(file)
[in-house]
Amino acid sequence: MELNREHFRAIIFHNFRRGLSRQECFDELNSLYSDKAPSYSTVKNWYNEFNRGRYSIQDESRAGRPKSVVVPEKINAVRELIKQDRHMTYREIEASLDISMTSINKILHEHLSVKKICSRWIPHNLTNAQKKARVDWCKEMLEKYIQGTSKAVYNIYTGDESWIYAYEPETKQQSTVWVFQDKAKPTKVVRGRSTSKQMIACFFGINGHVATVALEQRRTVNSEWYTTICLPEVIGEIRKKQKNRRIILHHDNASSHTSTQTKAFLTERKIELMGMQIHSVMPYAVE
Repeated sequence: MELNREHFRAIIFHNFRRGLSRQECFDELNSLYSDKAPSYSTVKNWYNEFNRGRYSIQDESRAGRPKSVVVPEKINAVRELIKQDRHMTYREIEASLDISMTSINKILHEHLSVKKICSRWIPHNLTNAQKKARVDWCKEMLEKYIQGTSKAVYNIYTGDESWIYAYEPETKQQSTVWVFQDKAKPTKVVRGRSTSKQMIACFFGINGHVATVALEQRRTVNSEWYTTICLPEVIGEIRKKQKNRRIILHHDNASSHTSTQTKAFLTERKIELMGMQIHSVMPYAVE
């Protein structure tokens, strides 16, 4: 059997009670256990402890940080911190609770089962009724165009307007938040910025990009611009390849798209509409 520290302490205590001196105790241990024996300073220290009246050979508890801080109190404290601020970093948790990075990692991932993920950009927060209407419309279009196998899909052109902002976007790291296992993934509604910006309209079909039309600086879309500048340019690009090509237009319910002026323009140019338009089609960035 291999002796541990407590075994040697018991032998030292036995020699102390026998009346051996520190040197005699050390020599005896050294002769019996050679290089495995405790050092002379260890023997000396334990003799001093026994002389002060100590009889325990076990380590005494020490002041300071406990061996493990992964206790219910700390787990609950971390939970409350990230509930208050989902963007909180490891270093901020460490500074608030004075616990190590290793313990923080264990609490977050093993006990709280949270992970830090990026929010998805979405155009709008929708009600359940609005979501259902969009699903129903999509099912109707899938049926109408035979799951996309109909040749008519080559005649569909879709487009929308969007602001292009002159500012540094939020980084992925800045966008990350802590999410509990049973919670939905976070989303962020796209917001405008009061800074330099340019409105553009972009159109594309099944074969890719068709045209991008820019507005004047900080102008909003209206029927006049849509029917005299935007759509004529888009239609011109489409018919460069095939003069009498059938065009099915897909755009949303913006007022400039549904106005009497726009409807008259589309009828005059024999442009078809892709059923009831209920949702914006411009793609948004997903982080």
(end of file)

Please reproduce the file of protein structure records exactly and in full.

[in-house]
Amino acid sequence: MELNREHFRAIIFHNFRRGLSRQECFDELNSLYSDKAPSYSTVKNWYNEFNRGRYSIQDESRAGRPKSVVVPEKINAVRELIKQDRHMTYREIEASLDISMTSINKILHEHLSVKKICSRWIPHNLTNAQKKARVDWCKEMLEKYIQGTSKAVYNIYTGDESWIYAYEPETKQQSTVWVFQDKAKPTKVVRGRSTSKQMIACFFGINGHVATVALEQRRTVNSEWYTTICLPEVIGEIRKKQKNRRIILHHDNASSHTSTQTKAFLTERKIELMGMQIHSVMPYAVE
Repeated sequence: MELNREHFRAIIFHNFRRGLSRQECFDELNSLYSDKAPSYSTVKNWYNEFNRGRYSIQDESRAGRPKSVVVPEKINAVRELIKQDRHMTYREIEASLDISMTSINKILHEHLSVKKICSRWIPHNLTNAQKKARVDWCKEMLEKYIQGTSKAVYNIYTGDESWIYAYEPETKQQSTVWVFQDKAKPTKVVRGRSTSKQMIACFFGINGHVATVALEQRRTVNSEWYTTICLPEVIGEIRKKQKNRRIILHHDNASSHTSTQTKAFLTERKIELMGMQIHSVMPYAVE
């Protein structure tokens, strides 16, 4: 059997009670256990402890940080911190609770089962009724165009307007938040910025990009611009390849798209509409 520290302490205590001196105790241990024996300073220290009246050979508890801080109190404290601020970093948790990075990692991932993920950009927060209407419309279009196998899909052109902002976007790291296992993934509604910006309209079909039309600086879309500048340019690009090509237009319910002026323009140019338009089609960035 291999002796541990407590075994040697018991032998030292036995020699102390026998009346051996520190040197005699050390020599005896050294002769019996050679290089495995405790050092002379260890023997000396334990003799001093026994002389002060100590009889325990076990380590005494020490002041300071406990061996493990992964206790219910700390787990609950971390939970409350990230509930208050989902963007909180490891270093901020460490500074608030004075616990190590290793313990923080264990609490977050093993006990709280949270992970830090990026929010998805979405155009709008929708009600359940609005979501259902969009699903129903999509099912109707899938049926109408035979799951996309109909040749008519080559005649569909879709487009929308969007602001292009002159500012540094939020980084992925800045966008990350802590999410509990049973919670939905976070989303962020796209917001405008009061800074330099340019409105553009972009159109594309099944074969890719068709045209991008820019507005004047900080102008909003209206029927006049849509029917005299935007759509004529888009239609011109489409018919460069095939003069009498059938065009099915897909755009949303913006007022400039549904106005009497726009409807008259589309009828005059024999442009078809892709059923009831209920949702914006411009793609948004997903982080």